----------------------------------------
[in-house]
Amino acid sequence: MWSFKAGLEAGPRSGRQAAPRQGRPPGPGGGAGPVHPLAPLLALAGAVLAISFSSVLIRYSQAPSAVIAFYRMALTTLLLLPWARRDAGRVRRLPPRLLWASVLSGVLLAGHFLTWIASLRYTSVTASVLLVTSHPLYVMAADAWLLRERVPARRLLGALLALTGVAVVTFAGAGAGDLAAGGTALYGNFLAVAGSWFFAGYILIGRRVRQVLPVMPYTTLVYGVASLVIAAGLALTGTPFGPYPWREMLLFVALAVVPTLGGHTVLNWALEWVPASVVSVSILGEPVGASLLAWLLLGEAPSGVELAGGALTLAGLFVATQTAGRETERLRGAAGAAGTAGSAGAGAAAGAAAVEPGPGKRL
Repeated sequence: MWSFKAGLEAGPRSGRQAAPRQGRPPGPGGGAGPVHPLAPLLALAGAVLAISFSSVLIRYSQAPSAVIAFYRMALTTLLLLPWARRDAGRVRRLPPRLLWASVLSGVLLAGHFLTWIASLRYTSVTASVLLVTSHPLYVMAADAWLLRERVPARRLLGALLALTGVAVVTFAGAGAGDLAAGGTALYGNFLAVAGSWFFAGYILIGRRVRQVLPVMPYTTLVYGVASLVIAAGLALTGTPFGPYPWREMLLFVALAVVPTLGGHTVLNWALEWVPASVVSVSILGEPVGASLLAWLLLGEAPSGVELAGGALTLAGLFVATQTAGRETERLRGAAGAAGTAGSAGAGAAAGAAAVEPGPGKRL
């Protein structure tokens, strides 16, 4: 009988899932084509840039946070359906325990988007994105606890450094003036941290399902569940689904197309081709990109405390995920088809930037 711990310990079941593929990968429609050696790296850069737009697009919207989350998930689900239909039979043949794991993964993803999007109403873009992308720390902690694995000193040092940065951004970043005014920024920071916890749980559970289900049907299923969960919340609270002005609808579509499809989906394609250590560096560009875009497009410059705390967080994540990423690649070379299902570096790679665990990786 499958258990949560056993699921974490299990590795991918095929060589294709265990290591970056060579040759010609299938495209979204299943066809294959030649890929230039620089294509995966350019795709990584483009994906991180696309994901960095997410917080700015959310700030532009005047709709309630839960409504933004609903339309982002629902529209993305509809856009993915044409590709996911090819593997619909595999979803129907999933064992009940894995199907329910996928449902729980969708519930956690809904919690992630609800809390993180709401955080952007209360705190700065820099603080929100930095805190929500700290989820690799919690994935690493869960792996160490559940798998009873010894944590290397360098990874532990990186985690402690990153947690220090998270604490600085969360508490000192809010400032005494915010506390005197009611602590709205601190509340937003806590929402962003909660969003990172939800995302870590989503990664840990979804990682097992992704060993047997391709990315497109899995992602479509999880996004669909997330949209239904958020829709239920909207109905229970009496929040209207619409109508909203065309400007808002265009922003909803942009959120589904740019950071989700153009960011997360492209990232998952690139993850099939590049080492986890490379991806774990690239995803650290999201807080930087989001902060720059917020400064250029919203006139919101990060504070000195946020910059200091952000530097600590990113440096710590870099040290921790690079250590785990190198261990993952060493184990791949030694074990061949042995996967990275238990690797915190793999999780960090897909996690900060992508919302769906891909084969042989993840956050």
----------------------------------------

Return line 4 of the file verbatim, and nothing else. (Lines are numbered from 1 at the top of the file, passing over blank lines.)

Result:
């Protein structure tokens, strides 16, 4: 009988899932084509840039946070359906325990988007994105606890450094003036941290399902569940689904197309081709990109405390995920088809930037 711990310990079941593929990968429609050696790296850069737009697009919207989350998930689900239909039979043949794991993964993803999007109403873009992308720390902690694995000193040092940065951004970043005014920024920071916890749980559970289900049907299923969960919340609270002005609808579509499809989906394609250590560096560009875009497009410059705390967080994540990423690649070379299902570096790679665990990786 499958258990949560056993699921974490299990590795991918095929060589294709265990290591970056060579040759010609299938495209979204299943066809294959030649890929230039620089294509995966350019795709990584483009994906991180696309994901960095997410917080700015959310700030532009005047709709309630839960409504933004609903339309982002629902529209993305509809856009993915044409590709996911090819593997619909595999979803129907999933064992009940894995199907329910996928449902729980969708519930956690809904919690992630609800809390993180709401955080952007209360705190700065820099603080929100930095805190929500700290989820690799919690994935690493869960792996160490559940798998009873010894944590290397360098990874532990990186985690402690990153947690220090998270604490600085969360508490000192809010400032005494915010506390005197009611602590709205601190509340937003806590929402962003909660969003990172939800995302870590989503990664840990979804990682097992992704060993047997391709990315497109899995992602479509999880996004669909997330949209239904958020829709239920909207109905229970009496929040209207619409109508909203065309400007808002265009922003909803942009959120589904740019950071989700153009960011997360492209990232998952690139993850099939590049080492986890490379991806774990690239995803650290999201807080930087989001902060720059917020400064250029919203006139919101990060504070000195946020910059200091952000530097600590990113440096710590870099040290921790690079250590785990190198261990993952060493184990791949030694074990061949042995996967990275238990690797915190793999999780960090897909996690900060992508919302769906891909084969042989993840956050």